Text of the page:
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BIS LIVES Blog

How to Cultivate Hope When You’re Not Feeling It

how to cultivate hope

Many of us are facing the longest, coldest, most dreary part of the year. Winter has us in its grasp and we’re immersed in the penitential season of Lent. Now more than ever it’s easy to fall into a rut, to become captive to fear, to listen to that voice in the corner of our hearts telling us that there’s no point to anything or that it can’t be done—whether “it” is healing from some wound, discerning a vocation, or even just making it to heaven. It becomes difficult to cultivate hope in our souls.

Resisting Despair

As a very melancholic introvert, I am especially susceptible to falling into the doldrums. There are some times when even trying to foster hope seems like too much work. I am tempted to lie in the darkness and hide in my own doubt rather than reach out towards the love of God and His healing grace.

St. Paul urges us on in the struggle to resist despair:

Let us hold fast the confession of our hope without wavering, for he who promised is faithful; and let us consider how to stir up one another to love and good works, not neglecting to meet together, as is the habit of some, but encouraging one another, and all the more as you see the Day drawing near. -Hebrews 10:23–24

But how to hold fast, especially when we’re not feeling cheerful or optimistic about life? Sometimes it’s easier to throw up my hands than to fight back against the distrust, the moodiness, the dark despair that creeps into my heart. It’s so difficult to hope when confronted not only with the events around me, but also with my own faults and wounds, with my feelings of inadequacy and emptiness.

How to Cultivate Hope (Even When You’re Not Feeling Hopeful)

Happily, though, hope is not a fleeting feeling of well-being that we can only wait around to catch. It is confidence in God’s goodness, love, and power to save. As a wise priest once told me, the key to growing in hope is fortitude. Like any other virtue, hope can be built by habitual acts each and every day, acts that we can persist in even when the feeling of hopefulness is not present. It’s not an easy task, but there are concrete practices that can grow it surely and steadily, little by little.

1. Go to Eucharistic Adoration.

There is nothing that can strengthen and heal the heart more than the quiet, loving gaze of Christ in the Eucharist.

2. Make acts of hope throughout the day.

Maybe you don’t have any hope; maybe you feel hypocritical saying that you trust in God when you feel fear. But even simply telling Him that you want to have hope is enough to start. A perfect prayer to use is the line of the suffering father to Christ in the Gospel: “I believe; help my unbelief” (Mark 9:24).

3. Surround yourself with art that contains hope and beauty.

Today we are inundated with television, literature, and music that, while artistically masterful, is often incredibly dark and drenched in nihilism. While there’s certainly no need to switch to watching exclusively Hallmark movies or reading novels with happy endings, there is something to be said for consciously choosing to remove certain types of art from your life if you know they will be an obstacle to hope and peace.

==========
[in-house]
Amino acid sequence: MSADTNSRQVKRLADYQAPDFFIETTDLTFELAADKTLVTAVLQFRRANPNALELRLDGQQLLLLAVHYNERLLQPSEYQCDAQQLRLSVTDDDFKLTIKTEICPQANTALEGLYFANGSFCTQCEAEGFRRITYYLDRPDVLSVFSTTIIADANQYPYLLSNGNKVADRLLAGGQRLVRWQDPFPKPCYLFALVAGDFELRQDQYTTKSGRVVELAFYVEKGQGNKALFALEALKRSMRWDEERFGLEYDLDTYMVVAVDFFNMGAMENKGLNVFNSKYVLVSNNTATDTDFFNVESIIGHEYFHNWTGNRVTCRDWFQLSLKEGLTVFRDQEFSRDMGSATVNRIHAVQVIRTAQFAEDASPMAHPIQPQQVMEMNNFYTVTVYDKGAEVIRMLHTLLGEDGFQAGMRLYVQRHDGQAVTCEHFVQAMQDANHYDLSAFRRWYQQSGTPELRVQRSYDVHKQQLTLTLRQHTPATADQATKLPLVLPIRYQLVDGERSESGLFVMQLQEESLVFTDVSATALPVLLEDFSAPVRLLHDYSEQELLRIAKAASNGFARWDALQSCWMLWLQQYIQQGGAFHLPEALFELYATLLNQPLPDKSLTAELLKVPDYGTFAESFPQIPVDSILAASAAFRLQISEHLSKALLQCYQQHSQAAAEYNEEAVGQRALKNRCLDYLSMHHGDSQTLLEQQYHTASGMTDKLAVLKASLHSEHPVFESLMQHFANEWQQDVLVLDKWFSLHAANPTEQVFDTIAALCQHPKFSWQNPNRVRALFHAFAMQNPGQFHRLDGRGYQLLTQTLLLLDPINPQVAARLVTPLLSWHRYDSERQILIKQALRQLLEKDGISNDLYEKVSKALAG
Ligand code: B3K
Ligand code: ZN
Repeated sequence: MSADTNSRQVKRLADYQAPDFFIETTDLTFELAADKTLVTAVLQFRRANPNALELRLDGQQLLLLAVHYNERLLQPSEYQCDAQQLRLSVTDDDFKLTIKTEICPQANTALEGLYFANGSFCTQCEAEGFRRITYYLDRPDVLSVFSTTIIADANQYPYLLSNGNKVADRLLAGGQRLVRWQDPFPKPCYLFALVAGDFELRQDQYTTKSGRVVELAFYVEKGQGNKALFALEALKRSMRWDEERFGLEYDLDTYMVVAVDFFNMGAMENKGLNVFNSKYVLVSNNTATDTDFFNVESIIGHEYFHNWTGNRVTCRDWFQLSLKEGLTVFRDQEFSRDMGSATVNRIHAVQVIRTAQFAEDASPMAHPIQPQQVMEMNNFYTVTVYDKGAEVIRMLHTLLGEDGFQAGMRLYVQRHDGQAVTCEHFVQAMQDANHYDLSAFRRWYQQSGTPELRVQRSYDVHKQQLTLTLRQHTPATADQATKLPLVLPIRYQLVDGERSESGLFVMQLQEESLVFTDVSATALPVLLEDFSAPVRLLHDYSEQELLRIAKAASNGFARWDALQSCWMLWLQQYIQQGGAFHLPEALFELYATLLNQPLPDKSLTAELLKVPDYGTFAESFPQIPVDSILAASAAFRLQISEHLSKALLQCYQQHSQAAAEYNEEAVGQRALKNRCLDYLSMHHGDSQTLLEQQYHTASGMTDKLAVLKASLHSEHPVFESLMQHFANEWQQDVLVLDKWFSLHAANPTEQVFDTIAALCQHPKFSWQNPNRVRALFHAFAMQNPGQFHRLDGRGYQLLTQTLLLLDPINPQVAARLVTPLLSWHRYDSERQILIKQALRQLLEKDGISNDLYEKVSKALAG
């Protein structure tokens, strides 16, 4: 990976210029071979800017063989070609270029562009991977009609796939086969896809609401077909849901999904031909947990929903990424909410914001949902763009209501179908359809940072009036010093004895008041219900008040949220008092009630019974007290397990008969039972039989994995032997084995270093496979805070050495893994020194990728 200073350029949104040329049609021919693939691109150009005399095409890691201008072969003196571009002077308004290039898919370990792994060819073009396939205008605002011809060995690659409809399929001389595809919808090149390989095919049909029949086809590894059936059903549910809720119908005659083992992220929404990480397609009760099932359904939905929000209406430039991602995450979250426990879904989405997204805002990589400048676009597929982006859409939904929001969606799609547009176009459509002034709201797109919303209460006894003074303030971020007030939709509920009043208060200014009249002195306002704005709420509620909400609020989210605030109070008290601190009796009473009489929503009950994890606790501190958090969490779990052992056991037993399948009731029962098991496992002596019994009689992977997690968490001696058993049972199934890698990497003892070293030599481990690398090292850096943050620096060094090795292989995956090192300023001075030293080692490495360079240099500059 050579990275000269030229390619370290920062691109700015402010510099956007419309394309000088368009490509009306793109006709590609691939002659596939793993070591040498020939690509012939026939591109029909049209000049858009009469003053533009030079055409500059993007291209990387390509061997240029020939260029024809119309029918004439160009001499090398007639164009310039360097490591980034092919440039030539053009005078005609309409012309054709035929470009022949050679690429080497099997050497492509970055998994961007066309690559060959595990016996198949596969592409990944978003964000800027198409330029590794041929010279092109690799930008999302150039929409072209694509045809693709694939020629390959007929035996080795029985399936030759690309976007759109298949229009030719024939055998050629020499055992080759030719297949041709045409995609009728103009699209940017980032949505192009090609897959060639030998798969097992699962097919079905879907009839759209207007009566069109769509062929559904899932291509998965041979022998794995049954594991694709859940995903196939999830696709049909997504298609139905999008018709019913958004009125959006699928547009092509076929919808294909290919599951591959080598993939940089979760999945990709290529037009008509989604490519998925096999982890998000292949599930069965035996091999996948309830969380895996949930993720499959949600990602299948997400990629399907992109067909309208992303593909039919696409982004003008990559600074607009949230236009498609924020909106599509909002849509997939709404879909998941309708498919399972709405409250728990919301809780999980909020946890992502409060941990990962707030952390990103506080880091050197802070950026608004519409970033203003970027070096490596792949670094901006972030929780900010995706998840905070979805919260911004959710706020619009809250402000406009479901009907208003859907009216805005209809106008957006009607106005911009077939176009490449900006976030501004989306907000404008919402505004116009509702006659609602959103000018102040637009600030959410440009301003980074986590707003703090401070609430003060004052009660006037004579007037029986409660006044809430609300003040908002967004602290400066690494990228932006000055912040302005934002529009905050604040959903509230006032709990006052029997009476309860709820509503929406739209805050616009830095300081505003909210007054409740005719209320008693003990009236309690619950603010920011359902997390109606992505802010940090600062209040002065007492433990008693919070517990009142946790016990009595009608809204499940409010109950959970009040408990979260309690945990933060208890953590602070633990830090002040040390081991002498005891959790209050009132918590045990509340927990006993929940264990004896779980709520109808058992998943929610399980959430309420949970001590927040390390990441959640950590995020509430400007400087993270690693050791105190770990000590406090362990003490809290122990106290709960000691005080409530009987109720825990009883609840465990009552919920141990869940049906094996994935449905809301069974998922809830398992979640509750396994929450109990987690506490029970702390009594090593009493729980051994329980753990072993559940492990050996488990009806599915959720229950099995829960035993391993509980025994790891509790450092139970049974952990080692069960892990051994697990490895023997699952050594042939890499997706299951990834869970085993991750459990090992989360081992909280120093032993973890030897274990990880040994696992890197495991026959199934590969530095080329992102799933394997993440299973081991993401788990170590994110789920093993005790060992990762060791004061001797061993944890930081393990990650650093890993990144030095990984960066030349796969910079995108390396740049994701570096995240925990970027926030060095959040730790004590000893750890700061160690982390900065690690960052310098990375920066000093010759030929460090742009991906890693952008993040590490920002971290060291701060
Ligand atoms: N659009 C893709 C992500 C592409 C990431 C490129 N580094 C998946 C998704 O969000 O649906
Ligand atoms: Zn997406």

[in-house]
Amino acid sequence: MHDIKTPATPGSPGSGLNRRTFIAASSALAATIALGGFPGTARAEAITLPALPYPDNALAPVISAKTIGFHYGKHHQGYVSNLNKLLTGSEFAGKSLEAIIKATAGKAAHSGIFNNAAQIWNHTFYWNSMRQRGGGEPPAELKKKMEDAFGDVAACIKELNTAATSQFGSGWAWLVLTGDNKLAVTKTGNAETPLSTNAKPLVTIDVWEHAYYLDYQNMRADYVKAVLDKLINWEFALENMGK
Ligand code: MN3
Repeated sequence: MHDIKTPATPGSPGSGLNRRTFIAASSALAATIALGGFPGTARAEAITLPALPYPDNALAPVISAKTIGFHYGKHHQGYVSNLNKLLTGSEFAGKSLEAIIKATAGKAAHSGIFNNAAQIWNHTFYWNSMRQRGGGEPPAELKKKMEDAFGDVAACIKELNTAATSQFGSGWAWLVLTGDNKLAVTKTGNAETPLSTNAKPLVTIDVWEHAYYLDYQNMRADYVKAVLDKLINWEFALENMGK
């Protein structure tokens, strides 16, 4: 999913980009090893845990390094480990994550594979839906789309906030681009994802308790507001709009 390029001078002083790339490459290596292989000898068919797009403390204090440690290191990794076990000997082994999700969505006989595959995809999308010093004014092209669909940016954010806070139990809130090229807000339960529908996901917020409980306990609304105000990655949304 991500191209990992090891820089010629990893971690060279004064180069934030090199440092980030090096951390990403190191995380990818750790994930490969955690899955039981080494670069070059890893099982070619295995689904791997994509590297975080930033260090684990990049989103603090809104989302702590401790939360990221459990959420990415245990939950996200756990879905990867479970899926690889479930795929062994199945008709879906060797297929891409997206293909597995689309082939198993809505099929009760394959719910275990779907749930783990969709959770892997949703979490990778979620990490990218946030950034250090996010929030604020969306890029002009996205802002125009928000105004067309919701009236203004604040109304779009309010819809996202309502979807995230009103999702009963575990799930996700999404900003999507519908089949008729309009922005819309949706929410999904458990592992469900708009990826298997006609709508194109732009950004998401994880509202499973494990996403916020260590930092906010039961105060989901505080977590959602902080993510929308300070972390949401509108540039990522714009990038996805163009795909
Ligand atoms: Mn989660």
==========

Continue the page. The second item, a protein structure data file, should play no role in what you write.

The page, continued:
4. Read St. Francis de Sales.

St. Francis de Sales’ writing exudes peaceful confidence and constantly encourages us to have courage even in the face of our own troubles and imperfections:

Do not look forward to what may happen tomorrow; the same everlasting Father who cares for you today will take care of you tomorrow and every day. Either He will shield you from suffering, or He will give you unfailing strength to bear it. Be at peace, then, put aside all anxious thoughts and imaginations, and say continually: The Lord is my strength and shield; my heart has trusted in Him and I am helped. He is not only with me, but in me and I in Him.

His Consoling Thoughts on Trials of an Interior Life and Finding God’s Will for You are good places to start.

5. Read the Psalms and keep one nearby to glance at throughout the day.

So many of the Psalms deal with hope, despair, and the struggle to have confidence in God’s love and promises. Psalms 88 and 130 in particular are beautiful outpourings to the Lord to use when you just feel too hurt or tired to go on. Psalm 16 reminds the reader how strong and good and true the faithfulness of the Lord is, and how He will sustain us through all life’s storms.

6. Pray a litany of trust, like this beautiful one written by a Sister of Life.

And of course, whenever hope is hard to come by, when it just seems like too much work to fight for it, Mary our Mother is there to strengthen us. We can go to her and ask her to fight that battle of hope for us when we feel too weak to carry on. Be of good cheer, sisters, and remember: “The light shines in the darkness and the darkness has not overcome it.”

Sisters, how do you cultivate hope in your heart when life feels hopeless?

Maria Bonvissuto is an editor who lives and works in Washington, DC. In her spare time she reads voraciously, plays classical guitar, and spends hours discussing the good, true, and beautiful with her friends.

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